From Ergo Log
Andrographolide, the main active substance in the Asian plant Andrographis paniculata, boosts testosterone levels and improves sexual performance. Pharmacologists at Khon Kaen University draw this conclusion from tests they did on male mice.
In the Indian Pharmacopoeia there are 26 Ayurvedic preparations in which extracts of Andrographis paniculata are prominent ingredients. This is because andrographolide, probably the most important bioactive substance in Andrographis paniculata, is amazingly versatile. Researchers think that andrographolide and its natural and synthetic analogues are interesting candidates for medicines against diseases such as asthma, diabetes, stroke or arthritis, and can help inhibit inflammation, tumours and viruses. [Evid Based Complement Alternat Med. 2013;2013:846740.]
Armenian researchers have wondered whether Andrographis paniculata may contain substances that affect men's fertility. In a Phase-1 trial researchers found no effects, but did notice that their subjects had an increased interest in sex. [Phytomedicine. 2005 Jun;12(6-7):403-9.]
The combined testosterone and sildenafil effect of Andrographis paniculata
The Thai pharmacologists' study built on the Armenian's work. They gave male mice an oral dose of 50 mg andrographolide and put them in a cage with sexually receptive females. A control group were given sildenafil, the active ingredient in Viagra. The researchers recorded when and how often the male mice mounted the females, and discovered that andrographolide had a greater sex stimulatory effect than sildenafil – two hours after intake at least.
In-vitro experiments on blood vessels showed that andrographolide had a widening effect on these. The compound blocked narrowing of the blood vessels through noradrenalin. Going on previous studies, the researchers think that andrographolide blocks the alpha-adreno receptors. [J Ethnopharmacol. 1997 Apr;56(2):97-101.]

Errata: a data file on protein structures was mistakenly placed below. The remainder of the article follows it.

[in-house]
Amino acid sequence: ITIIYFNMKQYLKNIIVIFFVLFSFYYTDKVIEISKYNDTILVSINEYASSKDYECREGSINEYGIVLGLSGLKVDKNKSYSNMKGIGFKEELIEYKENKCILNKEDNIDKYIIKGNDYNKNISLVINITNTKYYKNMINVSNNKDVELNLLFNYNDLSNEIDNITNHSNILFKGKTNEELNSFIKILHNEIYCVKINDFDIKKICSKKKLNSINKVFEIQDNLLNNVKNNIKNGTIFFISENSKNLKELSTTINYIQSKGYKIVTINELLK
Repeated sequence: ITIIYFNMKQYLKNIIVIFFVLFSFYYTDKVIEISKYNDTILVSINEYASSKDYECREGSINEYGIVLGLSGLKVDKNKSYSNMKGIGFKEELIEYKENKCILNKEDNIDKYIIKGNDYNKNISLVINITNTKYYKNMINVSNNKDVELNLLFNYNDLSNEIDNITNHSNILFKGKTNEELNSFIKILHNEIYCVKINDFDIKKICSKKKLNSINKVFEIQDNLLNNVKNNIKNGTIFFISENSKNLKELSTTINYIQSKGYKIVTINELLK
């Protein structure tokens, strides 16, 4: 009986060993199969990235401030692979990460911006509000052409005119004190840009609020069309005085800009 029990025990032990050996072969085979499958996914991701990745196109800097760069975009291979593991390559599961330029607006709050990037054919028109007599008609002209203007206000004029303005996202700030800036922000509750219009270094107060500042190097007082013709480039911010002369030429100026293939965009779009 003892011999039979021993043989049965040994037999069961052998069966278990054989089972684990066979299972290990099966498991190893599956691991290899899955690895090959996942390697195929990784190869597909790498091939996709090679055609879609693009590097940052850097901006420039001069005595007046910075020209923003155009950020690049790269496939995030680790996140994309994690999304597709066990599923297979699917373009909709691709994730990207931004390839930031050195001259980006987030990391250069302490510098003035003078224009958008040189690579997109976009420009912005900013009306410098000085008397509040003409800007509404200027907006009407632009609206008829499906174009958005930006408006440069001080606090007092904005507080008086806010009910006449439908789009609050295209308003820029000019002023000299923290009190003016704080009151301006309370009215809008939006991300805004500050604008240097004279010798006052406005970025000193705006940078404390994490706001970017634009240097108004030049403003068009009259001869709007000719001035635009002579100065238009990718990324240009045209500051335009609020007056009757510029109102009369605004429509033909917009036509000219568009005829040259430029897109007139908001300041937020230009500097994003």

An increase in sexual activity is likely to be linked to a raised testosterone level, so the researchers set up an animal study in which they examined specifically the effect of andrographolide on the testosterone level. The results of these were a little unusual. The study lasted eight weeks, and after the mice had been given 50 mg andrographolide every day for two weeks their testosterone levels had not changed. After four weeks there had been a sharp rise in the testosterone level, and after six weeks it had returned to normal.
A bit strange.
If you're thinking of experimenting with Andrographis paniculata, make sure you buy a concentrated product. Analyses show that gross extracts of Andrographis paniculata only contain several percent of andrographolides. [J Chromatogr Sci. 2008 Sep;46(8):747-50.]
The Thai researchers gave their mice 50 mg andrographolide per kg bodyweight. Converted to humans that would mean about 5 mg per kg bodyweight. So if you weight 80 kg you'll need at least 400 mg andrographolide a day. (To make it easier we're assuming that the chemical relatives of andrographolide all have roughly the same effect.)
The strongest Andrographis paniculata extract that we know contains about 50 percent andrographolides.
Andrographis paniculata extracts also inhibit blood clotting, by the way. [Eur J Pharmacol. 2006 Dec 28;553(1-3):39-45.] If you use anti-coagulants or produce few coagulant factors yourself you'd be wise to avoid Andrographis paniculata.
Food Chem Toxicol. 2010 Jul;48(7):1934-8.